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Energy Dissipator

  1. Dec 10, 2011 #1

    env

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    Assuming water is flowing from tank A (Elevation 1000m) to tank B(Elevation 800m) through a water pipeline. How can I calculate the water pressure going out from the pipe to tank B and how can I design energy dissipator?
     
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  3. Dec 10, 2011 #2

    sophiecentaur

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    You can only tell the static water pressure difference, from the info you have given. Everything else would depend upon the pipe dimensions and the actual rate of flow. It looks as though you want to dissipate the Kinetic Energy of the water as it enters the lower tank. How slow do you need the water to end up? Wouldn't a simple set of baffles at the inlet to the lower tank be good enough? Or is there more to this question?
     
  4. Dec 11, 2011 #3

    env

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    Hi sophiecentaur,
    Thank you for your reply. As you mentioned I need to dissipate the kinetic energy. My tank consists of some vertical baffle walls. I guess that we need to execute energy dissipator at the outlet of the pipe (tank inlet) to dissipate this energy. Do you have an idea how to do it?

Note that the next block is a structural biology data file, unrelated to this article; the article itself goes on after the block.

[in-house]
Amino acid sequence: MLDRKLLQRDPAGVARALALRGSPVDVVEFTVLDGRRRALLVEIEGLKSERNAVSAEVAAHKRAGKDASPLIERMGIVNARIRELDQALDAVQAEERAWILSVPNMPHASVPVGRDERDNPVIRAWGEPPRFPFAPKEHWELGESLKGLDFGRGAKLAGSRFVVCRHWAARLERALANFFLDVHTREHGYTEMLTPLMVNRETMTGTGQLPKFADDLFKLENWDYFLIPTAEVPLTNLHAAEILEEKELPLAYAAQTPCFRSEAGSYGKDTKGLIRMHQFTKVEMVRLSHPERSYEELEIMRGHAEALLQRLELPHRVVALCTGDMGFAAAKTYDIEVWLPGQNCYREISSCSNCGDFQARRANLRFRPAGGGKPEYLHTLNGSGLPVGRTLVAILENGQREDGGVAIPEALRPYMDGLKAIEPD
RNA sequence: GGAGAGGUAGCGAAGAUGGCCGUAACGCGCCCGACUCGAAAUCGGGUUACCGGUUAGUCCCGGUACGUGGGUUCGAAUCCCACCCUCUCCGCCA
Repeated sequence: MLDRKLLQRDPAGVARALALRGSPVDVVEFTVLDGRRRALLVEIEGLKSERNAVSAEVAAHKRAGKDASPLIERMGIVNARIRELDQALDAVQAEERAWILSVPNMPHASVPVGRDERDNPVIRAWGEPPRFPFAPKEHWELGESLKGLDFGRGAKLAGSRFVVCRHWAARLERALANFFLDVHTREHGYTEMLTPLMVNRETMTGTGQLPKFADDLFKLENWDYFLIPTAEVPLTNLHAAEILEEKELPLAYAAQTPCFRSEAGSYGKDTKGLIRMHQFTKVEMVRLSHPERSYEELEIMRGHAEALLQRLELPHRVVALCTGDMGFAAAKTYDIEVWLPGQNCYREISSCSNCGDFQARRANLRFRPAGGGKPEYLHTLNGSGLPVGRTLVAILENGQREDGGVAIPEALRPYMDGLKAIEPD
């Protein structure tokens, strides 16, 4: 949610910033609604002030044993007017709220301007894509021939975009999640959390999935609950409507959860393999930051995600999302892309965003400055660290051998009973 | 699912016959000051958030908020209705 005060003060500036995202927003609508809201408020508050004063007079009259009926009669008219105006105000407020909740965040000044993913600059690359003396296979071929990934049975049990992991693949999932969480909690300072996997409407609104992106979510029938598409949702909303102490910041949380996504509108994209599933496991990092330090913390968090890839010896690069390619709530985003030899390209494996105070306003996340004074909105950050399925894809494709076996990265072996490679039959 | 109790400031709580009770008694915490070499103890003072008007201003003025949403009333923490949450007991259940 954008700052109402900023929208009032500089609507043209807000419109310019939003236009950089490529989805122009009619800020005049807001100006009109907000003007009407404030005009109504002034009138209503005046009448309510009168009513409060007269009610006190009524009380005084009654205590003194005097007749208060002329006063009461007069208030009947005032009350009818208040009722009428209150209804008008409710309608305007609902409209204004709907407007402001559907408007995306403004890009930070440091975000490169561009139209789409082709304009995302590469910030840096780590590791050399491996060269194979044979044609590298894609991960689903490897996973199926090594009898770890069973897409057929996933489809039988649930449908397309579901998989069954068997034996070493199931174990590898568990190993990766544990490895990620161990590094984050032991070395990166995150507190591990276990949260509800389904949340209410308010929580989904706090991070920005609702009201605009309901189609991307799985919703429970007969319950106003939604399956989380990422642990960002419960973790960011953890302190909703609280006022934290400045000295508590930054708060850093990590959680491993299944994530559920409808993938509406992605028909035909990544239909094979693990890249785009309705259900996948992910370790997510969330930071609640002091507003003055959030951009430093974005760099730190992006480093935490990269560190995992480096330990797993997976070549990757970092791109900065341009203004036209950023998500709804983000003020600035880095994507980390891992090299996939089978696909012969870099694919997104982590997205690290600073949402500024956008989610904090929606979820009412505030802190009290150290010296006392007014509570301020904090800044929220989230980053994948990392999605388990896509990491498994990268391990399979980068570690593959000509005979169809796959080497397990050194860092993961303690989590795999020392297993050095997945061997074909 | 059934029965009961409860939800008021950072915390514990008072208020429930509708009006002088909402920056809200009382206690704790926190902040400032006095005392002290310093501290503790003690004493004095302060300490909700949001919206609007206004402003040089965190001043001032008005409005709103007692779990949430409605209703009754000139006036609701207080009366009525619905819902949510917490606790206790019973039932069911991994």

5. Dec 11, 2011 #4

    russ_watters

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    Staff: Mentor

    How about an ordinary regulator? What is the flow rate and pressure (inlet and outlet) we're dealing with here?
     
  6. Dec 11, 2011 #5

    env

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    flow=3000cum/hr
    static pressure=20 bar
     
  7. Dec 11, 2011 #6

    sophiecentaur

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    You haven't said what is the permissible velocity - it cannot be zero, either in a steady state or during a one-off filling of the bottom tank. You could reduce the velocity significantly at the tank input by flaring the pipe before the entry. The velocity would be proportional to 1/cross sectional area so a 1:10 cone would reduce velocity to 1/100 of original. Could this be fabricated?
     
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